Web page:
After so much coffee and cake, we mused over whether we’d consumed or exerted more calories. But if you find yourself pausing to consider that in all seriousness, then perhaps it’s time for you to stop reading here. And we’ll just carrying on having a good time…
The military barracks, pioneering spirit and rock’n’roll: Cycling for peace
Around 100 riders proved to be made of pioneering spirit as they took part in the very first Gravel Fondo on 15 and 16 October. The event was staged at some military barracks at the foot of the Feldberg, and this area didn’t just serve as the start and finish location but also accommodation and party venue. Given the abundance of barbed wire, there was some initial skepticism, however, this was soon abated. After all, where else would our bikes be safer, and aren’t those high fences quite well positioned to hang your cycling kit out to dry?
The ultimate Gravel Fondo bike
Don’t worry, joke question! Although it is a justified one: do you need a special bike for the Gravel Fondo? It’s a toss-up: a bike with disc brakes and comfort geometry and features would be your best bet. Most riders were out on cyclocross bikes, which meant that Focus had quite a strong presence (sorry, Votec). Then there was everything from an Open U.P. with mountain bike tires to carbon race bikes with 23c tires. We spotted some riders putting knobby tires on their road racing bikes too. The only criteria the bikes had to meet was the presence of dropped handlebars. Mountain bikes weren’t permitted.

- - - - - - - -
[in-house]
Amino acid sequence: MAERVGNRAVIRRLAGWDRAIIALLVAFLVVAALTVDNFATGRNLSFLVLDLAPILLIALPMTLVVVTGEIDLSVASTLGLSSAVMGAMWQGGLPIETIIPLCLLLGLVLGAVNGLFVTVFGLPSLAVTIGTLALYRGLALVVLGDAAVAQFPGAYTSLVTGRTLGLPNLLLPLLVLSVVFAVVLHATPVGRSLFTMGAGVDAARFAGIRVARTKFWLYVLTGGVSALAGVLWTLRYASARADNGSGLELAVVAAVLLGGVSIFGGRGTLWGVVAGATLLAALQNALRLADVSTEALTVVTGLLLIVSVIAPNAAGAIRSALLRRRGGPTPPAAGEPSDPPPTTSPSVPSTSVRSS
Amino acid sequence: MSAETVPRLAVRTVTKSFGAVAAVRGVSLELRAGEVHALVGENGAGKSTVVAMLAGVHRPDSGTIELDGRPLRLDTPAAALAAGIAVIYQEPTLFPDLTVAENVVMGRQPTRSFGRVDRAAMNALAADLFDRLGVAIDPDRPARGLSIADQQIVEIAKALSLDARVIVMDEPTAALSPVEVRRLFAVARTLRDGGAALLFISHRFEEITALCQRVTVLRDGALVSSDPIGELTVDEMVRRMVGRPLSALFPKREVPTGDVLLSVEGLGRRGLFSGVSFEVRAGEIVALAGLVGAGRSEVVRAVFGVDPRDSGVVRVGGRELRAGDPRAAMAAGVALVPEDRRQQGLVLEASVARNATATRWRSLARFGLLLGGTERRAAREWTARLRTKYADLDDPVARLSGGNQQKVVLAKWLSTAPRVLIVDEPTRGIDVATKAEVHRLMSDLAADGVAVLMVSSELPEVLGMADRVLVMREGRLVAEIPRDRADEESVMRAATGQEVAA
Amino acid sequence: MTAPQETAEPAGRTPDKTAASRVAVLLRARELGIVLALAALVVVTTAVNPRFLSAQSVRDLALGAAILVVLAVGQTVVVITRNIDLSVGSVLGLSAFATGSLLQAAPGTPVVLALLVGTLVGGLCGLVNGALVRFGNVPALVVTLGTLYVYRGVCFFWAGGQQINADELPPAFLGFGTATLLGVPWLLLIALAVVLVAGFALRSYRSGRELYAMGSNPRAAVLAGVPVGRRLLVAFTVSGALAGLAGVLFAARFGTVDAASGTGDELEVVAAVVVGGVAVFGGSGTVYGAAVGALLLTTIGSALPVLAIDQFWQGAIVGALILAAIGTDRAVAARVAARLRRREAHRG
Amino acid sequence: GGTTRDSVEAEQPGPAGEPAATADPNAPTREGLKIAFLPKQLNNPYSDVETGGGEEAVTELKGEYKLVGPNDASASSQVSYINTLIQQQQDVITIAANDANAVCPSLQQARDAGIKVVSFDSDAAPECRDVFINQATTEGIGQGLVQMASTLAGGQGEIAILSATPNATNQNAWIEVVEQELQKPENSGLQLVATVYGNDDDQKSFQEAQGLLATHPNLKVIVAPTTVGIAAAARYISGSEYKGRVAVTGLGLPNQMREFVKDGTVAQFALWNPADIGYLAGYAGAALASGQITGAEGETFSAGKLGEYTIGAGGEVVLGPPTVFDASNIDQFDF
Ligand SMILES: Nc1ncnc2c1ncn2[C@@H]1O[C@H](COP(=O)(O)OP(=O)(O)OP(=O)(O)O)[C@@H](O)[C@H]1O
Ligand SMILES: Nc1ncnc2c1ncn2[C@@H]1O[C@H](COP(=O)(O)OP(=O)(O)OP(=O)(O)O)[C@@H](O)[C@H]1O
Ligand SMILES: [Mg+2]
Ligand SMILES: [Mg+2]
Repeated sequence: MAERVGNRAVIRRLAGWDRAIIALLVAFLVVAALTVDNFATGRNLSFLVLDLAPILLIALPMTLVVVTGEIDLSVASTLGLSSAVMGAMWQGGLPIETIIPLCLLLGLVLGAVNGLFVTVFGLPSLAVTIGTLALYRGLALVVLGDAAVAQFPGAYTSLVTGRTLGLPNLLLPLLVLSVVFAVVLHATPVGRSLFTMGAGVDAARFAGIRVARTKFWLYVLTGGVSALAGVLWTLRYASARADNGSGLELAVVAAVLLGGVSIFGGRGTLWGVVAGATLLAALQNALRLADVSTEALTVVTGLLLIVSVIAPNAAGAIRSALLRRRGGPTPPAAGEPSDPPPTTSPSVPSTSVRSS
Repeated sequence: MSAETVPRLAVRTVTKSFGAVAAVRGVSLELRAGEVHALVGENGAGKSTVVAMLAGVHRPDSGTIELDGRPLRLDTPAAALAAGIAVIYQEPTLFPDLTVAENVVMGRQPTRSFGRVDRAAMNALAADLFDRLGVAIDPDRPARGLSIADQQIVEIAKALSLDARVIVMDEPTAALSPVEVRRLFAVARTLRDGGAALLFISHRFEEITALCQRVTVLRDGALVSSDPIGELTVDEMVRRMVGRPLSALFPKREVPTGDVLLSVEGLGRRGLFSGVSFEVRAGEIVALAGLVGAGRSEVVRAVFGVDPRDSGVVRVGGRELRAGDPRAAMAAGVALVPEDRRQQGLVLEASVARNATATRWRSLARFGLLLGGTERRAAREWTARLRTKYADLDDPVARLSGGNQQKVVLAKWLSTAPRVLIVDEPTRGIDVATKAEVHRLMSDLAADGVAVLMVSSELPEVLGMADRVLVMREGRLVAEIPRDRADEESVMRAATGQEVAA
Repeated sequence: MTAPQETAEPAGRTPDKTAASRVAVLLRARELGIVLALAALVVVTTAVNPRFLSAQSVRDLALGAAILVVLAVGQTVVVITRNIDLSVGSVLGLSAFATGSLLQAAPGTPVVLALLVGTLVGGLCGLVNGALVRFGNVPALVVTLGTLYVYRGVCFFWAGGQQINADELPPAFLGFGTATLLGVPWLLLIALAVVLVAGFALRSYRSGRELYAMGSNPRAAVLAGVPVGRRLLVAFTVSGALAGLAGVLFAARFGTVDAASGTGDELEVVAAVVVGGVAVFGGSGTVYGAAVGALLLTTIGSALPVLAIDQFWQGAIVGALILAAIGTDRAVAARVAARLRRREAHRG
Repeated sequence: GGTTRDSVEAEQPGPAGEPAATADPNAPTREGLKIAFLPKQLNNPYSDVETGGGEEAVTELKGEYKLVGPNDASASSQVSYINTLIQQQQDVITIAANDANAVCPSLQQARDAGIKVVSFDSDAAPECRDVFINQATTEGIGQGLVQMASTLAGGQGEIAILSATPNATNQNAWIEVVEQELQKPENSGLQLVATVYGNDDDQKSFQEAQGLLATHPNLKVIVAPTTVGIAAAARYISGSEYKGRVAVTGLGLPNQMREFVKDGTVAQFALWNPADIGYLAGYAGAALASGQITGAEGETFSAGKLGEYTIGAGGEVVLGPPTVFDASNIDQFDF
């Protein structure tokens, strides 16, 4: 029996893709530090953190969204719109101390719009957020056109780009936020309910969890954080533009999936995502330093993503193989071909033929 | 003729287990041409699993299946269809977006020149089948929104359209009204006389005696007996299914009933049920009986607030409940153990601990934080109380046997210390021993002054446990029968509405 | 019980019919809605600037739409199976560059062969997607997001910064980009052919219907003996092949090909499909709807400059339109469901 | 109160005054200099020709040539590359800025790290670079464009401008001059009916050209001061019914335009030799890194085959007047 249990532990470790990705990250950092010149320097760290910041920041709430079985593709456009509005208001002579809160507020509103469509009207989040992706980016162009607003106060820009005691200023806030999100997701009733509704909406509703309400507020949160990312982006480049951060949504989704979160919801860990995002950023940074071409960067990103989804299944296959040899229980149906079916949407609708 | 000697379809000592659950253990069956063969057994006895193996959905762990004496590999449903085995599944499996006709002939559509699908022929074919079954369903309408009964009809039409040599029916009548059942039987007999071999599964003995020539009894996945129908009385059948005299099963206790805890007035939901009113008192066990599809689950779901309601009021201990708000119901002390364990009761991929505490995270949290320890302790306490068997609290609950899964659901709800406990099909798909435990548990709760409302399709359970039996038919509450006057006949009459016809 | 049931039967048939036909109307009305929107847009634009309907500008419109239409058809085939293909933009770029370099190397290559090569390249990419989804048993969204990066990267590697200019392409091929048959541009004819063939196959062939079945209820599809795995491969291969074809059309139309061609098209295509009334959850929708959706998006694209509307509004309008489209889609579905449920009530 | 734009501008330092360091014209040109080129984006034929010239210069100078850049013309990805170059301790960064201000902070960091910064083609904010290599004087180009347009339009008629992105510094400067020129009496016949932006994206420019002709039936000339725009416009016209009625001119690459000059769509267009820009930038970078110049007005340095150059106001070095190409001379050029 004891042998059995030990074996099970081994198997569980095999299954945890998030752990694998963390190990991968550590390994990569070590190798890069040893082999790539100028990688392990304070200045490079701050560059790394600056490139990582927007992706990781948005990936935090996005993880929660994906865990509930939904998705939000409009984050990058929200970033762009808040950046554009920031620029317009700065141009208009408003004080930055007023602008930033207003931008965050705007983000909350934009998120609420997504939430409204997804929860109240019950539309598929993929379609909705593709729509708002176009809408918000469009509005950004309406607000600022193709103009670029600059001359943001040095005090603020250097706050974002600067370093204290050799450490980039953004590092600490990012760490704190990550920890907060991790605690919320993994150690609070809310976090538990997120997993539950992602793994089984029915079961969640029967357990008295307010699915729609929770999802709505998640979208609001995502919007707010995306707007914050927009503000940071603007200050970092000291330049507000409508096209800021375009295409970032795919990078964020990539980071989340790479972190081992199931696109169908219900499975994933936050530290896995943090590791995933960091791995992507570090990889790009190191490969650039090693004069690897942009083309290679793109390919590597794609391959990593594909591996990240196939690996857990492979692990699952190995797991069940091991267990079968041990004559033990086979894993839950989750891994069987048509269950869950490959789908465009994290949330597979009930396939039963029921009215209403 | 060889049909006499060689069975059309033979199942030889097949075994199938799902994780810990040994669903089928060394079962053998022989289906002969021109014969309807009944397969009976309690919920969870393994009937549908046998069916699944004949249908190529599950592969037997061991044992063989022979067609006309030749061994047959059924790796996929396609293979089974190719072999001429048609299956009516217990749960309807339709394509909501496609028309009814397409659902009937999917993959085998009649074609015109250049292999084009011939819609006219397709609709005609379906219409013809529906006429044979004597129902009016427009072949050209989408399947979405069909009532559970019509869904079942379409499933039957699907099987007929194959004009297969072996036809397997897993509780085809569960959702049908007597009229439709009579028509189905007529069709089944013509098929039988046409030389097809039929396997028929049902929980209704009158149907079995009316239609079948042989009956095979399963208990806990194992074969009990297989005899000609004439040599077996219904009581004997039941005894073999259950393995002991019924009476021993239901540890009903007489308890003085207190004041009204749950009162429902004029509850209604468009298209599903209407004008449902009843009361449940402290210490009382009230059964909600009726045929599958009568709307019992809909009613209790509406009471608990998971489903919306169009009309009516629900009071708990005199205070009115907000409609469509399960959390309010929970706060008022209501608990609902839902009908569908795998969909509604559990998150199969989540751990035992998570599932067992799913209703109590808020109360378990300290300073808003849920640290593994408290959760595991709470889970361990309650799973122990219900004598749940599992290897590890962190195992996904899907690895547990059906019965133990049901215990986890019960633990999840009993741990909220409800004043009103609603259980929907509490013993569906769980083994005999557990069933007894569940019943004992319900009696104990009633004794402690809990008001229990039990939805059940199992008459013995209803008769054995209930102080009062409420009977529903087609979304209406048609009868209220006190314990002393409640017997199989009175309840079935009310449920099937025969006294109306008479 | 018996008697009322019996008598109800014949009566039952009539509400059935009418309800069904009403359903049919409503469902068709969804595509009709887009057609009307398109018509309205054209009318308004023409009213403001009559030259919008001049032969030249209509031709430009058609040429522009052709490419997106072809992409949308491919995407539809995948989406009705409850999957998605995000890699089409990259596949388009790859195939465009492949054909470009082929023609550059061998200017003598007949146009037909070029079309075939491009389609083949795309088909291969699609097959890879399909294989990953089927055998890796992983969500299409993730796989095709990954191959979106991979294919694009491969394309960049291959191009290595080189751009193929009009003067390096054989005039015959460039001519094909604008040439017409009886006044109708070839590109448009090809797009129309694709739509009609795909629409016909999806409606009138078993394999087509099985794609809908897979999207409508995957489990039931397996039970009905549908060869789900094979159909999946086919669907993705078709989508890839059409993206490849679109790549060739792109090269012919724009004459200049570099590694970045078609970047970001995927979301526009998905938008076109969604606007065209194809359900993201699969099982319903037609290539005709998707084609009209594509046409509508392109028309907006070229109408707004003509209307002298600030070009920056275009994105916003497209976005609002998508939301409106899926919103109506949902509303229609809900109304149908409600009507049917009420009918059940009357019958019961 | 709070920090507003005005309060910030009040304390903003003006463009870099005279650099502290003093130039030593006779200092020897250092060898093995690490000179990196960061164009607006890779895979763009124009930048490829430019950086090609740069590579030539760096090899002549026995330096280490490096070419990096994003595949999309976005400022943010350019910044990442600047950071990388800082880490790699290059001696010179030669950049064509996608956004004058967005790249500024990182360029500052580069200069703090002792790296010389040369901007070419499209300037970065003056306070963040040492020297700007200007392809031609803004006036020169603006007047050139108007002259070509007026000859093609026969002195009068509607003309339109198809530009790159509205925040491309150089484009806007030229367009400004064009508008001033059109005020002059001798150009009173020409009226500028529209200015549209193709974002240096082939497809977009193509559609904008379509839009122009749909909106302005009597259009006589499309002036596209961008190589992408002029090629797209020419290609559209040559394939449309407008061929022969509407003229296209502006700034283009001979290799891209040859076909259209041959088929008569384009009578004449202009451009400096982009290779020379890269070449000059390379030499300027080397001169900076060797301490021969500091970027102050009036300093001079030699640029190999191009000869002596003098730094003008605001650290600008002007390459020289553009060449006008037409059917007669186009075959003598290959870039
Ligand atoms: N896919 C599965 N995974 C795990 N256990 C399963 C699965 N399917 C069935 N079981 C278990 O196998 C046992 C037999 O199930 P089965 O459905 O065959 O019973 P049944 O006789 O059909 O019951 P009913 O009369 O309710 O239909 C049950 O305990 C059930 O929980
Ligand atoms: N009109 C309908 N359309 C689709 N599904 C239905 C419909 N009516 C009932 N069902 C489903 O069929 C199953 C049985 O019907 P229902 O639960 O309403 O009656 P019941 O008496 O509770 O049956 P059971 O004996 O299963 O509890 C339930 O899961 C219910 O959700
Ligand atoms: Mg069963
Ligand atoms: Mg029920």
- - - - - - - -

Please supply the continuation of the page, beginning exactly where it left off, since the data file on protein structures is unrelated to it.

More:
The mountain bikers in the field were reminded of the early days of enduro.
Gravel Fondo rocks!
What makes a good weekend? Friends? The location? The activity? Rock’n’Roll? A healthy consumption of alcohol under the premise of a party? The watts you’ve pushed? It’s an answer that we’ve all got to make ourselves. The fact is that who cares what you do, it’s how you do it that counts – and that’s what was so decisive at the Gravel Fondo. The how: as one big family, looking out for each other, having fun. This applied equally to the riding and the time before and after it, rendering the Gravel Fondo one seriously legendary weekend.
We’d like to pass on the biggest and most heartfelt thanks to the initiator of the Gravel Fondo and Votec brand manager Stephan Geiß for his love for detail, to the event organiser Rik Sauser and to Florian Joeckel, the founder of Guilty, who, as host, tended majestically to the barometer of fun throughout the event.
If your friends heard this tale, they’d probably think you were mad. So for any readers who don’t just want to re-tell our tale but experience their own, you can sign up for the newsletter to keep up-to-date with Gravel Fondo news in 2017.
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Words & Photos: Robin Schmitt